Knock yourself out. I remember the team here laughing (a lot) regarding the last litigation thread that was here. So many definitive predictions. So much certainty. We knew the outcome long in advance but it was still amusing to watch the confirmation bias work its magic on hateful people.
I’ll even start linking to this thread just so others can enjoy the legal wizardry.
That’s not quite right - the merits of the underlying case are not decided upon in an injunction - all that matters in that respect is that there is clearly enough substance for the injunction to not just be a nuisance action. The important test for whether an injunction is granted is that you will suffer damages that cannot later be adequately compensated through monetary damages if you later win.
So to answer the earlier question - nobody will be more likely to win/lose the overall case based on whatever results occur in the injunction. Winning an injunction can actually be dangerous, because you are inflicting damages on the other party that you will have to pay if you lose the case in the end.
I don’t have time to read back through the complaints right now, but as I said I believe the mention of the injunction was part of the request for what a judgment would contain, and that injunction is only in relation to not using the copyrighted material. Not a literal injunction to stop the release or sales of the game regardless of its content.
That’s separate from the idea of a preliminary injunction that could be filed before the suit is settled.
There are two* types of injunction - an interim injunction granted by the court pending resolution of the dispute, and a final injunction granted by the court as a remedy at the end of a trial. You’d have to make a specific application for the former, whereas the latter would be part of the relief sought in the original claim.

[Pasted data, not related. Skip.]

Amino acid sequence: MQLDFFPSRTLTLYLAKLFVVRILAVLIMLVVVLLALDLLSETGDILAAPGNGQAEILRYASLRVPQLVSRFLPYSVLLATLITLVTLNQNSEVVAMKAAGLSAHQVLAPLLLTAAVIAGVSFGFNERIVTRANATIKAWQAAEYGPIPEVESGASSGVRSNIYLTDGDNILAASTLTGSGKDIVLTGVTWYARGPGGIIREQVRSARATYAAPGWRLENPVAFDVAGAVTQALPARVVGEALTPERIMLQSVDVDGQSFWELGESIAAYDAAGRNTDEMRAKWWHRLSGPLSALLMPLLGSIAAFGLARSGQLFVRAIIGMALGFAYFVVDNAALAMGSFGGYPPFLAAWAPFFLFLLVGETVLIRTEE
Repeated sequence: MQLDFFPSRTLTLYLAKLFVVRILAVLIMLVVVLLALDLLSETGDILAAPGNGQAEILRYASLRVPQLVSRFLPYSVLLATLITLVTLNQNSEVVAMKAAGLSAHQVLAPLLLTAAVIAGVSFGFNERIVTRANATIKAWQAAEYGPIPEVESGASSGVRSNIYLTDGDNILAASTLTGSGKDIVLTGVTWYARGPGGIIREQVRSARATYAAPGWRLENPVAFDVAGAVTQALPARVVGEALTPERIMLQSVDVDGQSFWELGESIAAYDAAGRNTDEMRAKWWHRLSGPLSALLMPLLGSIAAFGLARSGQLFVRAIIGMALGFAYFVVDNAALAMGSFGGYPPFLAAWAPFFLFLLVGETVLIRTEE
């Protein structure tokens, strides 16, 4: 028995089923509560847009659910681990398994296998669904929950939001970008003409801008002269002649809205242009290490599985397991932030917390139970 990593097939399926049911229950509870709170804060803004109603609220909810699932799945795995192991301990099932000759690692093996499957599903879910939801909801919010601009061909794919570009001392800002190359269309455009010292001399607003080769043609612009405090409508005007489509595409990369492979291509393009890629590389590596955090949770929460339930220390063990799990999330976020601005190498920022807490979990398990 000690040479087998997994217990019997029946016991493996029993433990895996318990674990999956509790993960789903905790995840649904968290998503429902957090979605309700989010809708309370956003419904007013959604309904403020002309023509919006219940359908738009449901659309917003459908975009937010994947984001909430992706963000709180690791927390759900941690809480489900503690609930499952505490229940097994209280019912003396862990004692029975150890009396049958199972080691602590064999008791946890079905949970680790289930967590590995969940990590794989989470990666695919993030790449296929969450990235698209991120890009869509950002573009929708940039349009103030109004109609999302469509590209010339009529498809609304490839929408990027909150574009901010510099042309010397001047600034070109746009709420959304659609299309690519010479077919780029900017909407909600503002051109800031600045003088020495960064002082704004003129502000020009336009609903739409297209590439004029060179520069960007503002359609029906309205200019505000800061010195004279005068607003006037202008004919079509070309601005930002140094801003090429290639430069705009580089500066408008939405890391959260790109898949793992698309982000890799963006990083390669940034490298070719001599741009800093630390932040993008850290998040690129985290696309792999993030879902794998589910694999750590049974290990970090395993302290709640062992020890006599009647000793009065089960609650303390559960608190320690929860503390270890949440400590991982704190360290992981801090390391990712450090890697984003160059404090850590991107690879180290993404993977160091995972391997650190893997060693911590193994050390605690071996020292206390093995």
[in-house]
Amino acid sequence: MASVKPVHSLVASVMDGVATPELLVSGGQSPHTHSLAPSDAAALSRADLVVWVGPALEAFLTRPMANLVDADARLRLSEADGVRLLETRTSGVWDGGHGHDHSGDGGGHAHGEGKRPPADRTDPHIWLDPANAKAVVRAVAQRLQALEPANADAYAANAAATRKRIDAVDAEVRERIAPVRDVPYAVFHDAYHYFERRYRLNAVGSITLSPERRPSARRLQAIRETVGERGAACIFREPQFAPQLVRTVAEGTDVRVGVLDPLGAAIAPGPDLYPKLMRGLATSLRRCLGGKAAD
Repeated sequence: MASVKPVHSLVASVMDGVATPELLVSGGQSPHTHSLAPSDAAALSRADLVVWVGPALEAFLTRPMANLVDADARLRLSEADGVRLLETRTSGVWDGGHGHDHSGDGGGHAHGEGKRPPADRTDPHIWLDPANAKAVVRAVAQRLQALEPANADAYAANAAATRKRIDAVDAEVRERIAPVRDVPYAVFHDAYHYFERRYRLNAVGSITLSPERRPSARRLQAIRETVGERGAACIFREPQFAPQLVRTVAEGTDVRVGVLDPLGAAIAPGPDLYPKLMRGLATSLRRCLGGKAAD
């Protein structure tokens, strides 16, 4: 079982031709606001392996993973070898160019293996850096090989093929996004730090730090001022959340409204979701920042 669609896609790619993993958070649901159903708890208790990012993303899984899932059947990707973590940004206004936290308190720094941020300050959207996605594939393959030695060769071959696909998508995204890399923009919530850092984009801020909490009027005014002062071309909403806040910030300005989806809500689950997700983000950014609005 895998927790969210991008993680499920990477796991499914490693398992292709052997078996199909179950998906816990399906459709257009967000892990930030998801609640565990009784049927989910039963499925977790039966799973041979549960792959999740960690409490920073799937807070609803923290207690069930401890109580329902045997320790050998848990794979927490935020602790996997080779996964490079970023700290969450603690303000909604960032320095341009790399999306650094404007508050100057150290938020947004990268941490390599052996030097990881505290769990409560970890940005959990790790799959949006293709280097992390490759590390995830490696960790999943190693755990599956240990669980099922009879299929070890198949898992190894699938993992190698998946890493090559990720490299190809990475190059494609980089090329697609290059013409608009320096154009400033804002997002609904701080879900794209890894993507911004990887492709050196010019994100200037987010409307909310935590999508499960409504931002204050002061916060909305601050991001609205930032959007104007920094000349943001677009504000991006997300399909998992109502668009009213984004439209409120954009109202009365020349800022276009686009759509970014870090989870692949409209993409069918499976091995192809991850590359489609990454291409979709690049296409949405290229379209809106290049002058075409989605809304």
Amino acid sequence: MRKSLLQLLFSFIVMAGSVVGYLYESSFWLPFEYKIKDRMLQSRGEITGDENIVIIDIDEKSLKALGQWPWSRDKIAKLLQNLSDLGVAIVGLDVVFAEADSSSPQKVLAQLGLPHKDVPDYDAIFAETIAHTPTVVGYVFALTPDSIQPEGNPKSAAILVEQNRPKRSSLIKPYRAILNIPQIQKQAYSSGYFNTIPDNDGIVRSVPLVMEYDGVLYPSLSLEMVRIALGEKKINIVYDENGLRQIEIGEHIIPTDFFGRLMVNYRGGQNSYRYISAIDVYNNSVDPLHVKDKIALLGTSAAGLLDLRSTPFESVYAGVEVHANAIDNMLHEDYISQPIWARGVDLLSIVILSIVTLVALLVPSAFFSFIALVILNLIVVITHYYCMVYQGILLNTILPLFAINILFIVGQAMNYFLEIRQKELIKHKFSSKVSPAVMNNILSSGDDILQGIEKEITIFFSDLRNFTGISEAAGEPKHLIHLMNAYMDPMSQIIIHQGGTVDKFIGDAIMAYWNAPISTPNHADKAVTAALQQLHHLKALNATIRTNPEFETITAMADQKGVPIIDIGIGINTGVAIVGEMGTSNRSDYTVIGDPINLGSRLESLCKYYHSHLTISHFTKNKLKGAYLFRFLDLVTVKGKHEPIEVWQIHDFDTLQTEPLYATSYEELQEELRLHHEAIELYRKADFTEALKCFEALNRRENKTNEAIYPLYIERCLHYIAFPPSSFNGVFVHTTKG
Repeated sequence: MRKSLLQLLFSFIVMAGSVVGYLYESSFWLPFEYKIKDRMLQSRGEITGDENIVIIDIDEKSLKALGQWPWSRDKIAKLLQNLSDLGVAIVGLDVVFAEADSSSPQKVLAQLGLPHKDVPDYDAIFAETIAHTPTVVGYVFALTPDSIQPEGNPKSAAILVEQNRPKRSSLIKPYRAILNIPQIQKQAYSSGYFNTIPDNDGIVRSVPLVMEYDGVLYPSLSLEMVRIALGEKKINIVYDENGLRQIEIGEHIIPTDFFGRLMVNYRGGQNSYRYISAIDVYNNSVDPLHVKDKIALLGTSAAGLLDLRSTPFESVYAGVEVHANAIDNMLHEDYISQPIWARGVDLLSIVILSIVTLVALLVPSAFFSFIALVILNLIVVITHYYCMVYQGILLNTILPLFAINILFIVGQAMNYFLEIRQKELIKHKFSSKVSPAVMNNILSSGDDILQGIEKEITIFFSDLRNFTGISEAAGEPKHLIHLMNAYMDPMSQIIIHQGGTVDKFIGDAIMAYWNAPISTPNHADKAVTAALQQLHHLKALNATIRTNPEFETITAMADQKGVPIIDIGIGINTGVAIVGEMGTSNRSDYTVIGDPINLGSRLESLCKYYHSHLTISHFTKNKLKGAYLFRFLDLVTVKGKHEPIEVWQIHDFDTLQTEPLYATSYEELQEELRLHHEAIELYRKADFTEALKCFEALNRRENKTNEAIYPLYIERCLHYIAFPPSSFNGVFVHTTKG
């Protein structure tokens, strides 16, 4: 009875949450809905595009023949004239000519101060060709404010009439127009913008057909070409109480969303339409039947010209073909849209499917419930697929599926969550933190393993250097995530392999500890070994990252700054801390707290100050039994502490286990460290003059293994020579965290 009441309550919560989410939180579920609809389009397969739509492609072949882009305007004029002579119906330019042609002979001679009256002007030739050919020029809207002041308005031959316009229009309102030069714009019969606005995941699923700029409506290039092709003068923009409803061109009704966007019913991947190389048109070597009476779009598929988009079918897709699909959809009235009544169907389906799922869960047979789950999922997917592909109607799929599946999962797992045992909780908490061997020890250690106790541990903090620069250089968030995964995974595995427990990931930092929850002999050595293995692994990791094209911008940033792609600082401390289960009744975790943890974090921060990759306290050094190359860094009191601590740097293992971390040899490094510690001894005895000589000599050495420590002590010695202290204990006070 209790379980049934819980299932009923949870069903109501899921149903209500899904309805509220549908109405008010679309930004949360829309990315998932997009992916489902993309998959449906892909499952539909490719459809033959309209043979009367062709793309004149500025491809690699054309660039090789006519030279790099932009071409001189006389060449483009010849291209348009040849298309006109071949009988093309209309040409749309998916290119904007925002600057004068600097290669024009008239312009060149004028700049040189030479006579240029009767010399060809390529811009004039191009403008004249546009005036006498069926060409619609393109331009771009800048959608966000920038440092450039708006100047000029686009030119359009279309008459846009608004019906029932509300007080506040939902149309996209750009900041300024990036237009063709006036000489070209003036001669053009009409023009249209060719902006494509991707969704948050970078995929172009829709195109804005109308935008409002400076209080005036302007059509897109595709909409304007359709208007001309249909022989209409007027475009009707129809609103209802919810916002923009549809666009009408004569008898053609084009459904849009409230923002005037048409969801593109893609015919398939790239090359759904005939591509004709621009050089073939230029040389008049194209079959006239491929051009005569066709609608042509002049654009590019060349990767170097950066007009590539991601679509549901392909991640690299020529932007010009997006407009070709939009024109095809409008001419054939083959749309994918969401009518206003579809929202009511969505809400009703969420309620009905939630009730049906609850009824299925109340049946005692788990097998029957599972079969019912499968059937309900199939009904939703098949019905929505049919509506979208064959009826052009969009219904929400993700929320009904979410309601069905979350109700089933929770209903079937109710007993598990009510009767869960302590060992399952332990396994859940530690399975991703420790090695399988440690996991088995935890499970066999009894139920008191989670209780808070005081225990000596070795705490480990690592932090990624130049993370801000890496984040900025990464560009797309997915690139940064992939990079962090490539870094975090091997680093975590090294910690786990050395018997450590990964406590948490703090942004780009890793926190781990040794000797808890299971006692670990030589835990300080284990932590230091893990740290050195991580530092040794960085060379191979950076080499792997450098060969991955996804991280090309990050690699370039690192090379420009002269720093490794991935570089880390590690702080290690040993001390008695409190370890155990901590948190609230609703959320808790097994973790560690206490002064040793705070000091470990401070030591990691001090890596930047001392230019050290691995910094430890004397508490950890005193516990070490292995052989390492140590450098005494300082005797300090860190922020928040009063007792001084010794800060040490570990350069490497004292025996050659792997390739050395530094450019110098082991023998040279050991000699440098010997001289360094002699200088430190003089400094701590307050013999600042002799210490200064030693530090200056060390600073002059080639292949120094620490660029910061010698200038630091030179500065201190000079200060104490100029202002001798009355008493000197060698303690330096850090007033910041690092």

This is interesting because it shows a fundamental misunderstanding of what copyright protects; “an alien that is orange, one-eyed, size of fist, spy race, low gravity world” are absolutely all choices of expression that would be protected by copyright; “I drew an alien with those attributes but didn’t actually trace/copy the previous artwork” is not sufficient to argue against infringement, in my opinion, especially when the artist is given those attributes in combination with each other. The blog article concludes that the Melnorme expression in Star Control is different in SC:O, but of course if I created a character named “Burth Lurder” with a black helmet (but different than Darth Vader’s!) and a heavy breathing pattern (but different than Darth Vader’s!) who flies a ship with two vertical wings (but bent outwards, not inward like Darth Vader’s!), Disney would absolutely sue me for copyright infringement, and they would win, all things being equal and ignoring, for purposes of discussion, defenses such as fair use.
Other than the one-eyed (which the final Melnorme doesn’t have) the traits you quoted are unique to Star Control: Origins. I am glad that you recognize that such traits, when combined, help to establish its uniqueness.